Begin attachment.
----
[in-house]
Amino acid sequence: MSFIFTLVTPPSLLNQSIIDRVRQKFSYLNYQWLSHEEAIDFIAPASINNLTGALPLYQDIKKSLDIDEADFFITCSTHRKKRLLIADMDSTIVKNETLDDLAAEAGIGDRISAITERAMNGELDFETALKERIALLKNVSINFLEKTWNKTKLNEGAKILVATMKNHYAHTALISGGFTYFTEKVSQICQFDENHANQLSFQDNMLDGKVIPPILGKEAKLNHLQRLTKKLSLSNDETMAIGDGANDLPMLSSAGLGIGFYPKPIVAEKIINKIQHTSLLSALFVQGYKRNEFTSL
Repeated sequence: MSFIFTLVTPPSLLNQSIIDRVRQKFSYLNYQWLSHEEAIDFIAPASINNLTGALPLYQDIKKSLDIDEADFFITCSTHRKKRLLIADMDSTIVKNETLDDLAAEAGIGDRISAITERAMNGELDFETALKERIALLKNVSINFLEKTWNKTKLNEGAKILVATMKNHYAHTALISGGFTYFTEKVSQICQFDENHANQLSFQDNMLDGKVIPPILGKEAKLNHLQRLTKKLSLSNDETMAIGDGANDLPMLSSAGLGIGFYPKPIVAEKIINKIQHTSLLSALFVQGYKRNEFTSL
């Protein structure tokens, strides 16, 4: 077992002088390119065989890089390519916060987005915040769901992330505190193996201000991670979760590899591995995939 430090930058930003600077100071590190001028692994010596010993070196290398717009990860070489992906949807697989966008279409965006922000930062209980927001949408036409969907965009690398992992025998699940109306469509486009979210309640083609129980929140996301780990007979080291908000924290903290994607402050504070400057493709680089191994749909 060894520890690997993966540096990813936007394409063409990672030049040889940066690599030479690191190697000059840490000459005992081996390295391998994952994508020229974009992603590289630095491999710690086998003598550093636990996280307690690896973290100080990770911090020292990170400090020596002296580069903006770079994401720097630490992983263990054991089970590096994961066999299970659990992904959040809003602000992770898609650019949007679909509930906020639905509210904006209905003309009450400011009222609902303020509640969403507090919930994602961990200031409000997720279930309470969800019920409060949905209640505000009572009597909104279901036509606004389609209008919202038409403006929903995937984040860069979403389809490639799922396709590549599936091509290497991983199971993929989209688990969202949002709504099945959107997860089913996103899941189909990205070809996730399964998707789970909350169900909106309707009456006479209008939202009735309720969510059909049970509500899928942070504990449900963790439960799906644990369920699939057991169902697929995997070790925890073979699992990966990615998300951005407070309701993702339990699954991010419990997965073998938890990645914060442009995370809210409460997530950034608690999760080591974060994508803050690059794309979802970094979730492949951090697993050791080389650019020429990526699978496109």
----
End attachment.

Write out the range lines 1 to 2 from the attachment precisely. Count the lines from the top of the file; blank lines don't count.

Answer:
[in-house]
Amino acid sequence: MSFIFTLVTPPSLLNQSIIDRVRQKFSYLNYQWLSHEEAIDFIAPASINNLTGALPLYQDIKKSLDIDEADFFITCSTHRKKRLLIADMDSTIVKNETLDDLAAEAGIGDRISAITERAMNGELDFETALKERIALLKNVSINFLEKTWNKTKLNEGAKILVATMKNHYAHTALISGGFTYFTEKVSQICQFDENHANQLSFQDNMLDGKVIPPILGKEAKLNHLQRLTKKLSLSNDETMAIGDGANDLPMLSSAGLGIGFYPKPIVAEKIINKIQHTSLLSALFVQGYKRNEFTSL